Advanced notes on the Lambda Calculus
Hankin uses the symbol
→ for one-step contraction,
and the symbol
zero-or-more step reduction. Hindley and Seldin use
As we said in the main notes, when
N are such that there's some
M reduces to by zero or more steps, and that
N also reduces to by zero or more steps, then we say that
N are beta-convertible. We write that like this:
M <~~> N
This is what plays the role of equality in the lambda calculus. Hankin
uses the symbol
= for this. So too do Hindley and
Seldin. Personally, we keep confusing that with the relation to be
described next, so let's use the
<~~> notation instead. Note that
M <~~> N doesn't mean that each of
N are reducible to each other;
that only holds when
N are the same expression. (Or, with
our convention of only saying "reducible" for one or more reduction
steps, it never holds.)
In the metatheory, it's also sometimes useful to talk about formulas
that are syntactically equivalent before any reductions take
place. Hankin uses the symbol
≡ for this. So too
do Hindley and Seldin. We'll use that too, and will avoid using
when discussing the metatheory. Instead we'll use
<~~> as we said
above. When we want to introduce a stipulative definition, we'll write
it out longhand, as in:
Tis defined to be
We'll regard the following two expressions:
(\x (x y)) (\z (z y))
as syntactically equivalent, since they only involve a typographic change of a bound variable. Read Hankin Section 2.3 for discussion of different attitudes one can take about this.
Note that neither of the above expressions are identical to:
(\x (x w))
because here it's a free variable that's been changed. Nor are they identical to:
(\y (y y))
because here the second occurrence of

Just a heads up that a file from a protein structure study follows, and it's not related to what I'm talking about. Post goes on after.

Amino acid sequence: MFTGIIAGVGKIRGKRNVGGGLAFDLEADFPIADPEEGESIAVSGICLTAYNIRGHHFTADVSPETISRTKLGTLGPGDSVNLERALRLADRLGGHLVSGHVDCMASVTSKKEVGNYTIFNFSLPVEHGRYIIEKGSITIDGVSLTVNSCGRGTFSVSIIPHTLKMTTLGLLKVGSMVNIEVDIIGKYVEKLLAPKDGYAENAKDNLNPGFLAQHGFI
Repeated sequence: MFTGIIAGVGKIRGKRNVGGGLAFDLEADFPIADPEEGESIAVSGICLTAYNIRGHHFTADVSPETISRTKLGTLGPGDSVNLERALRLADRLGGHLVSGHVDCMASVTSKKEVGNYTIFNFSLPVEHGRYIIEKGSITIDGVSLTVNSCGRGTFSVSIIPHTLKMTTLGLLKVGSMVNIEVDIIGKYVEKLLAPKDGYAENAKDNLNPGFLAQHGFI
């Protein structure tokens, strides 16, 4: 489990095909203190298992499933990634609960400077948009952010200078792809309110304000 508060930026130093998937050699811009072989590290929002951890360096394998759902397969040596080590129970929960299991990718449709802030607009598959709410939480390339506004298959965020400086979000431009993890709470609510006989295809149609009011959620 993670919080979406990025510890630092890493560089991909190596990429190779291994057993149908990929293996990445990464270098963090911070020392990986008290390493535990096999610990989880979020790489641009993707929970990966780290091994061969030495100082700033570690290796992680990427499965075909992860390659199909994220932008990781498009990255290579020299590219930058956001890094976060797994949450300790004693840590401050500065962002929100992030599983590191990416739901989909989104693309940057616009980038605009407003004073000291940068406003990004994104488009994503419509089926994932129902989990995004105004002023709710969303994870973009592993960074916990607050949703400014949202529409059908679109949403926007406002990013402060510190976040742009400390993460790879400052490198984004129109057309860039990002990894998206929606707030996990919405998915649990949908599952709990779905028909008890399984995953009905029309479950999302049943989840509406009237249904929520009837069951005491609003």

y is no longer free.
There is plenty of discussion of this, and the fine points of how substitution works, in Hankin and in various of the tutorials we'll link to about the lambda calculus. We expect you have a good intuitive understanding of what to do already, though, even if you're not able to articulate it rigorously.
Substitution and Alpha-Conversion
Intuitively, (a) and (b) express the application of the same function to the argument
(\x. \z. z x) y
(\x. \y. y x) y
One can't just rename variables freely. (a) and (b) are different than what's expressed by:
(\z. (\z. z z) y
y into the body of (a)
(\x. \z. z x) is unproblematic:
(\x. \z. z x) y ~~> \z. z y
However, with (b) we have to be more careful. If we just substituted blindly,
then we might take the result to be
\y. y y. But this is the self-application
function, not the function which accepts an arbitrary argument and applies that
argument to the free variable
y. In fact, the self-application function is
what (c) reduces to. So if we took (b) to reduce to
\y. y y, we'd wrongly be
counting (b) to be equivalent to (c), instead of (a).
To reduce (b), then, we need to be careful to that no free variables in what we're substituting in get "captured" by binding λs that they shouldn't be captured by.
In practical terms, you'd just replace (b) with (a) and do the unproblematic substitution into (a).
How should we think about the explanation and justification for that practical procedure?